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    Yes, I always thought my bibles were pretty good. And from the looks of the above post it appears I have a growing fan base :laugh:
     
  11. preachinjesus

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    Holy cow! (Yes, I live in India) What a terrific site! :thumbsup:

    A very good post, thank you!
     
  12. Mexdeaf

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    Do you send out samples??:smilewinkgrin:
     
  13. Steven2006

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    I find using a bible cover not only help protect them from coming apart, but are also handy in holding some additional papers pens and markers.
     
  14. blackbird

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    I absolutely wore out a Scoffield KJV ----- loved it so much I decided I'd get it rebound-----found out that for the cost of having it rebound I could buy a brand new Bible-----I stick with the Genuine Leather binding---I "retired" my Scofield!!
     
  15. Bob Alkire

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    I too have a Scofield that I got back in the early 60's and have had it rebound. I have others but that is the one I take to church and use for teaching and preaching, I don't know if the print is better or I have used it so long I see it better and it turns so easy to other places when I need them, I'm sure it is just the feel of it and using it for so long.
     
  16. OldRegular

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    After the LORD saved me, and upon the advice of a dear friend, I bought a Thompson Chain Reference Bible bound in very supple cowhide. The back except at the corners is almost like new though after about 50 years some pages are getting loose.

    A few years back I bought a large print Thompson bound in genuine leather. The back is thin and stiff though the pages seem to be well attached. I have an ESV from Crossway and a New Geneva Bible [now Reformation]; both seem to have reasonably good bindings though I do not carry them. Still stick to the original Thompson.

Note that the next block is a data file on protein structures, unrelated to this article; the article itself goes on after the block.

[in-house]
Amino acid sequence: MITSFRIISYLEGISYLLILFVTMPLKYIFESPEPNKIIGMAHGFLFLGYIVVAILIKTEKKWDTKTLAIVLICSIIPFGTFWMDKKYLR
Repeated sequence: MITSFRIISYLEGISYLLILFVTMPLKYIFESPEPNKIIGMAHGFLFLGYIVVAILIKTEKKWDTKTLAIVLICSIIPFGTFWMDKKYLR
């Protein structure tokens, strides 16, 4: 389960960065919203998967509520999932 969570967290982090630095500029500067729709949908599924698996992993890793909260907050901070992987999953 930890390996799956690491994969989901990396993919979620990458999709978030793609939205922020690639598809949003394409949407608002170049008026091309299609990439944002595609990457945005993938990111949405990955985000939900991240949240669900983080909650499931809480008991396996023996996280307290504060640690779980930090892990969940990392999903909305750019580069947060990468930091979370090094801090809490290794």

Thompson uses Smyth sewn Binding like the Allan Bibles!
     
    #16 OldRegular, Feb 12, 2010
    Last edited by a moderator: Feb 12, 2010
  17. The Archangel

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    The Smyth-sewn bindings are, by far, the best. I know the new ESV Study Bible is sewn. But, the Allan is by far the best of any of the sewn Bibles I have.

    If you use the Thompson, you're in good company. Mark Dever of Capitol Hill Baptist in DC uses one--in NIV. I've briefly looked at one....I don't get it. But, maybe I would if I had one.

    Blessings,

    The Archangel
     
  18. OldRegular

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    Looked at the Allan Bibles. They are a little pricy for me at my age. I may get all my Grandchildren one in the KJV. I realize that young people tune out on the KJV but I prefer it and as they mature perhaps they will use it some.
     
  19. Thermodynamics

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    This is a topic that I have taken a special interest in over the last few years. Back in the early 1990s I replaced the brown leather Nelson KJV that I had been using since I was a kid with a Thompson Chain Reference. The Thompson never really grew on me although it was very well bound, so in 2005 I decided to scrap it. I did a lot of searching and wound up buying a Cambridge Concord in black calfskin, a nice Bible, but I was still not 100% happy with it.

    A few years later I discovered that you could have Bibles rebound in the leather of your choice and I was off on a new quest to find the perfect text block and then have the perfect cover added to it.

    The Bible that I am using now is a vintage Cambridge Cameo that I have had bound in brown deerskin. Deerskin is a very soft and supple leather that also has a great looking grain.

    I have also had several Cambridge Bibles, a few TBS Bibles and an RL Allan & Sons. Based on my experience the RL Allan & Sons Bibles are the best, followed by TBS and then Cambridge. The quality of Cambridge Bibles has gone downhill sharply over the last 5-10 years, they are no longer made in the UK and they tend to start coming apart after a few years. If you are going to buy a Cambridge I suggest finding one that was printed and bound in the UK.